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Bone Basics

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The human skeleton is composed of 206 bones, 33 of which are located in the spine. Bones are long, flat, short or irregularly shaped, and some are thicker than others. Bones are flexible during youth, eventually becoming rigid at maturity. If a bone is broken, collagen, which is manufactured by the body, mends the fracture. The new bone is then hardened through a process termed calcification.

Bone is a living organ comparable to the heart or kidneys. It contains blood vessels and is nourished through circulation. If any bone or organ system is ignored or misused, it can decay and cause problems. Within bone are two compartments. The outer layer is termed cortical bone and the inner is cancellous bone. Microscopically, cortical bone looks like concentric rings. Cancellous bone resembles latticework and is spongy. A system of blood vessels supplies the bones with needed nutrition.

Bones serve as storehouses for minerals and fats. Approximately a quarter of a bone's weight is fluid. Minerals make up the remaining weight along with other nutrients.

The semi soft center of the bone contains marrow. Marrow is similar to a busy factory manufacturing red blood cells, which are necessary to adequately distribute oxygen throughout the body. In fact, each time the heart beats approximately 10% of the blood is pumped into the skeletal system!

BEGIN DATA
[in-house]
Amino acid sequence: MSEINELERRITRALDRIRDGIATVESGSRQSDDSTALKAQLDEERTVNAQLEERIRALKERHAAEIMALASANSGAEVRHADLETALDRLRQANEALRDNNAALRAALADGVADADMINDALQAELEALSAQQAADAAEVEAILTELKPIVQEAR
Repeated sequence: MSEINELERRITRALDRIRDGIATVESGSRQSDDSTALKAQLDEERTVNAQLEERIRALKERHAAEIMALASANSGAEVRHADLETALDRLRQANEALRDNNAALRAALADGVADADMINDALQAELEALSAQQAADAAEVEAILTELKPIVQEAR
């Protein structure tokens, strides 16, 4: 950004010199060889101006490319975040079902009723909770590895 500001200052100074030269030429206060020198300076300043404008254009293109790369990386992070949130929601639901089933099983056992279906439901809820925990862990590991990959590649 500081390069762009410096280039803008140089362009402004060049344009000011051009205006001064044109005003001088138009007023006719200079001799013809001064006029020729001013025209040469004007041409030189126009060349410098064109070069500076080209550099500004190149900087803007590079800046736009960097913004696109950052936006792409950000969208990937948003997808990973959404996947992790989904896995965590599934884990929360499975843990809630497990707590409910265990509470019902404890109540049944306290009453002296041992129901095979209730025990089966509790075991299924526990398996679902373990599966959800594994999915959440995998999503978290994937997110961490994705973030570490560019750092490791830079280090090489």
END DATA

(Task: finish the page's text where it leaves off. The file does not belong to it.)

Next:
Throughout a person's lifetime, bone continuously breaks down and rebuilds itself. Sometime after the age of 50, bone naturally begins to lose strength. This loss may progress due to decreased demands placed on the skeletal system.

This article is an excerpt from the book Save Your Aching Back and Neck: A Patient’s Guide, edited by Dr. Stewart Eidelson.

Updated on: 02/15/10
Mark R. McLaughlin, MD
Dr. Eidelson's article describes the structure of the spine's bones. His book "Save Your Aching Back" is an outstanding contribution to the lay public's literature regarding spinal disorders. I have used his material often when I educate my patients in the office. He is to be commended for his lifelong dedication to patient education.
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